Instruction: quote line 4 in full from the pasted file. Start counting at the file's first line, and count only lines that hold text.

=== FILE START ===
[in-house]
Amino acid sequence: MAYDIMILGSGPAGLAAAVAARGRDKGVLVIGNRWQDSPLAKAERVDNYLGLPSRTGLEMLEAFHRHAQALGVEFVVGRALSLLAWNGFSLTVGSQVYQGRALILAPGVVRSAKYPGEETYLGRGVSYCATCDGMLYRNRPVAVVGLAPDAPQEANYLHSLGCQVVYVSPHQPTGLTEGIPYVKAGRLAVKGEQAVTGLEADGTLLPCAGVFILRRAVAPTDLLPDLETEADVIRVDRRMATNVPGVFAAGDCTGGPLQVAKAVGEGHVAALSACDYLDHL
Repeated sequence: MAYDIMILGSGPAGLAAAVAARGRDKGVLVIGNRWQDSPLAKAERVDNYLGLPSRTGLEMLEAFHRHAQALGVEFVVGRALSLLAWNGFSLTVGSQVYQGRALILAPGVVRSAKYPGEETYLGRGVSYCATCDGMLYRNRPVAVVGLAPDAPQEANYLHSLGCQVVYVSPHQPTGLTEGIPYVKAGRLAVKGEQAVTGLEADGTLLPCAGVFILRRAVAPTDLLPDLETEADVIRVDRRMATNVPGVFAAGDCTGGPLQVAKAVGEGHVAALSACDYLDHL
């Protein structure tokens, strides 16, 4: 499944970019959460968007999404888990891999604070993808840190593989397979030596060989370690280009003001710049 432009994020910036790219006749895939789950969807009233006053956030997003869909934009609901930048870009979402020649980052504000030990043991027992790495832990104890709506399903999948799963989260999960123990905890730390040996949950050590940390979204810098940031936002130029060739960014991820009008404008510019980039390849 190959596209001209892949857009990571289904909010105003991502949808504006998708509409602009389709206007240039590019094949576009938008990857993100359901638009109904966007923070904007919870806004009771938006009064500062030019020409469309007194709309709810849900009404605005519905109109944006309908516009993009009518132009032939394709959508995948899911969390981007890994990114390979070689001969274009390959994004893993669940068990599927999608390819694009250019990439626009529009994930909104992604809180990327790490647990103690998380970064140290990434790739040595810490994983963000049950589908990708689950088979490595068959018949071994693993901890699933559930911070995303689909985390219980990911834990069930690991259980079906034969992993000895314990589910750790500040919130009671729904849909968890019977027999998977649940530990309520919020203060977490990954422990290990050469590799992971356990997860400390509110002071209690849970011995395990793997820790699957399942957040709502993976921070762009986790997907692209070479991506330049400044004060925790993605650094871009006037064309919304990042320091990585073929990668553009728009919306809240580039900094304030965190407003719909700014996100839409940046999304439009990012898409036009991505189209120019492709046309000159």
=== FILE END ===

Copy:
């Protein structure tokens, strides 16, 4: 499944970019959460968007999404888990891999604070993808840190593989397979030596060989370690280009003001710049 432009994020910036790219006749895939789950969807009233006053956030997003869909934009609901930048870009979402020649980052504000030990043991027992790495832990104890709506399903999948799963989260999960123990905890730390040996949950050590940390979204810098940031936002130029060739960014991820009008404008510019980039390849 190959596209001209892949857009990571289904909010105003991502949808504006998708509409602009389709206007240039590019094949576009938008990857993100359901638009109904966007923070904007919870806004009771938006009064500062030019020409469309007194709309709810849900009404605005519905109109944006309908516009993009009518132009032939394709959508995948899911969390981007890994990114390979070689001969274009390959994004893993669940068990599927999608390819694009250019990439626009529009994930909104992604809180990327790490647990103690998380970064140290990434790739040595810490994983963000049950589908990708689950088979490595068959018949071994693993901890699933559930911070995303689909985390219980990911834990069930690991259980079906034969992993000895314990589910750790500040919130009671729904849909968890019977027999998977649940530990309520919020203060977490990954422990290990050469590799992971356990997860400390509110002071209690849970011995395990793997820790699957399942957040709502993976921070762009986790997907692209070479991506330049400044004060925790993605650094871009006037064309919304990042320091990585073929990668553009728009919306809240580039900094304030965190407003719909700014996100839409940046999304439009990012898409036009991505189209120019492709046309000159």